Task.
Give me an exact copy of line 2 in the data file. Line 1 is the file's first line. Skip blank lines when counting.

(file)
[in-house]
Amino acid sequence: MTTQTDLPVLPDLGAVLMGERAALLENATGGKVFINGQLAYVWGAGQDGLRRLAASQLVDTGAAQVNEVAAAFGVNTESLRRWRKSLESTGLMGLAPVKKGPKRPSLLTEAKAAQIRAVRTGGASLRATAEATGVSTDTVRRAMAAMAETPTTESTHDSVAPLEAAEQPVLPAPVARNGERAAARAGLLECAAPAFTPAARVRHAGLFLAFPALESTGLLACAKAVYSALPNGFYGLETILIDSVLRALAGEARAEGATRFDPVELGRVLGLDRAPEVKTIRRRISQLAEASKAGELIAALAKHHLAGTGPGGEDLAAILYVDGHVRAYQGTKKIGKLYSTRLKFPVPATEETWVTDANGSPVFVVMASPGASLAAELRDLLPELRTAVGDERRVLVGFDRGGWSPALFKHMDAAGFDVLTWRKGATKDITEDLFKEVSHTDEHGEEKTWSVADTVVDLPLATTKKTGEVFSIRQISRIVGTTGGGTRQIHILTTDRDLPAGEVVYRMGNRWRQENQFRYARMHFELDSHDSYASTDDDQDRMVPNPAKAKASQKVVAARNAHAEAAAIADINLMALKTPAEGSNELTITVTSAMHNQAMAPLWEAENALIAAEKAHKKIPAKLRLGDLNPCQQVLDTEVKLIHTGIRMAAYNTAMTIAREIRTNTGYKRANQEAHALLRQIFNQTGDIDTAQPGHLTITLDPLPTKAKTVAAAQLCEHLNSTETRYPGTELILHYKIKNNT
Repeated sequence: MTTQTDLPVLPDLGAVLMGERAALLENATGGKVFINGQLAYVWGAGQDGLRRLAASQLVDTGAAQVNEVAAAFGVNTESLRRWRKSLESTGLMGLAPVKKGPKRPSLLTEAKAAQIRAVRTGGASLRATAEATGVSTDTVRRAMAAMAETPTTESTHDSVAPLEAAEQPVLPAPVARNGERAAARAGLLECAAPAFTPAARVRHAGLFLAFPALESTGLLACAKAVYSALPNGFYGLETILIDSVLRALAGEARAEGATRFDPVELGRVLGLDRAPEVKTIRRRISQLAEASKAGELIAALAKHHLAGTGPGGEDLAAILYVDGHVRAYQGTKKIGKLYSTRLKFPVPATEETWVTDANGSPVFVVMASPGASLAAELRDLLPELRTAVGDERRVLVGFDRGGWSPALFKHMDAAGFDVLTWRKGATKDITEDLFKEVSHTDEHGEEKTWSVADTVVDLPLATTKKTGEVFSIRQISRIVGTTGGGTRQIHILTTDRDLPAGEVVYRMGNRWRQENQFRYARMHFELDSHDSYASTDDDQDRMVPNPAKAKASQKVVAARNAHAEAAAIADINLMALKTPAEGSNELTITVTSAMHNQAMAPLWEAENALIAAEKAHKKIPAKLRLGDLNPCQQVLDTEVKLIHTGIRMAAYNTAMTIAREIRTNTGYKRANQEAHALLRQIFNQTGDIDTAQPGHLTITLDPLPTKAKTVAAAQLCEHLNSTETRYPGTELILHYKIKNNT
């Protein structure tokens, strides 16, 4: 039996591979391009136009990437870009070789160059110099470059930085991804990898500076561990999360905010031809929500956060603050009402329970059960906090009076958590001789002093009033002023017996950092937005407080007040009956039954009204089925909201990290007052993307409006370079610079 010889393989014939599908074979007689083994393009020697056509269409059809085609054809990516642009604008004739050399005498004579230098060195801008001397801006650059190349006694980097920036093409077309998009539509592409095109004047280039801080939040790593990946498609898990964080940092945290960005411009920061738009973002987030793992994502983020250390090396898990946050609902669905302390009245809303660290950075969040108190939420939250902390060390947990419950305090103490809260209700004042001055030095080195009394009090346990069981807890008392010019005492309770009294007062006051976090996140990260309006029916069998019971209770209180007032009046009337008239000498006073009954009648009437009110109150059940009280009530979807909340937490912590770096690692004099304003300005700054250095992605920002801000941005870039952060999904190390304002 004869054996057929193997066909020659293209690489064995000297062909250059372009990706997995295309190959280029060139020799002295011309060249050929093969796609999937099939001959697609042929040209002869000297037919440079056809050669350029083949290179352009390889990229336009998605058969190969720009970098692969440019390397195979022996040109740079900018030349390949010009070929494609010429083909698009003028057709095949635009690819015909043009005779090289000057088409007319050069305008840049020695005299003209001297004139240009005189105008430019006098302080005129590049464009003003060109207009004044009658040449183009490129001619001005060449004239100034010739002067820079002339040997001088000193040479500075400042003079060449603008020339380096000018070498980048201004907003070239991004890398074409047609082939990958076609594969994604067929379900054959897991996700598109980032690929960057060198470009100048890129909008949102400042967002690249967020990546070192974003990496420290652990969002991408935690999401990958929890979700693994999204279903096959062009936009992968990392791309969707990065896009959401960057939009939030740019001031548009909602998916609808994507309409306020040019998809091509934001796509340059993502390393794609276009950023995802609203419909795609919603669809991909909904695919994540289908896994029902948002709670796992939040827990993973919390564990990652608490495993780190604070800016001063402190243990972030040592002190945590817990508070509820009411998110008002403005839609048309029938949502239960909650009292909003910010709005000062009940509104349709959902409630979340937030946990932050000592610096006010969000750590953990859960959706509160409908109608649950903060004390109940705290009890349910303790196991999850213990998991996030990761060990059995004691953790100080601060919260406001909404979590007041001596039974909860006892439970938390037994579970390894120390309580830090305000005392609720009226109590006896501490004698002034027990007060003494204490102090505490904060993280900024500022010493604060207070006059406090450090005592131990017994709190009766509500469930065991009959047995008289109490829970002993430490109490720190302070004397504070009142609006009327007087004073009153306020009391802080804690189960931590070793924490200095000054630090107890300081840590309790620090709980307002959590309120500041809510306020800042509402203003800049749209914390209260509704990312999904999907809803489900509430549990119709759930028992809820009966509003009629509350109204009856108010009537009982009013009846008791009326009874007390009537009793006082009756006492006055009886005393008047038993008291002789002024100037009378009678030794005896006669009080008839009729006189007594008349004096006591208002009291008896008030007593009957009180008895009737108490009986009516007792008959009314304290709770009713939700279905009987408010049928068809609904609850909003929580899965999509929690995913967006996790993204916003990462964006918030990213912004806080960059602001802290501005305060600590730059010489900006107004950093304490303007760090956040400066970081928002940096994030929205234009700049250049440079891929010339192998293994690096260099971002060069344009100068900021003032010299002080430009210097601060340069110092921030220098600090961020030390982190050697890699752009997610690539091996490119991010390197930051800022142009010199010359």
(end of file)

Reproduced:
Amino acid sequence: MTTQTDLPVLPDLGAVLMGERAALLENATGGKVFINGQLAYVWGAGQDGLRRLAASQLVDTGAAQVNEVAAAFGVNTESLRRWRKSLESTGLMGLAPVKKGPKRPSLLTEAKAAQIRAVRTGGASLRATAEATGVSTDTVRRAMAAMAETPTTESTHDSVAPLEAAEQPVLPAPVARNGERAAARAGLLECAAPAFTPAARVRHAGLFLAFPALESTGLLACAKAVYSALPNGFYGLETILIDSVLRALAGEARAEGATRFDPVELGRVLGLDRAPEVKTIRRRISQLAEASKAGELIAALAKHHLAGTGPGGEDLAAILYVDGHVRAYQGTKKIGKLYSTRLKFPVPATEETWVTDANGSPVFVVMASPGASLAAELRDLLPELRTAVGDERRVLVGFDRGGWSPALFKHMDAAGFDVLTWRKGATKDITEDLFKEVSHTDEHGEEKTWSVADTVVDLPLATTKKTGEVFSIRQISRIVGTTGGGTRQIHILTTDRDLPAGEVVYRMGNRWRQENQFRYARMHFELDSHDSYASTDDDQDRMVPNPAKAKASQKVVAARNAHAEAAAIADINLMALKTPAEGSNELTITVTSAMHNQAMAPLWEAENALIAAEKAHKKIPAKLRLGDLNPCQQVLDTEVKLIHTGIRMAAYNTAMTIAREIRTNTGYKRANQEAHALLRQIFNQTGDIDTAQPGHLTITLDPLPTKAKTVAAAQLCEHLNSTETRYPGTELILHYKIKNNT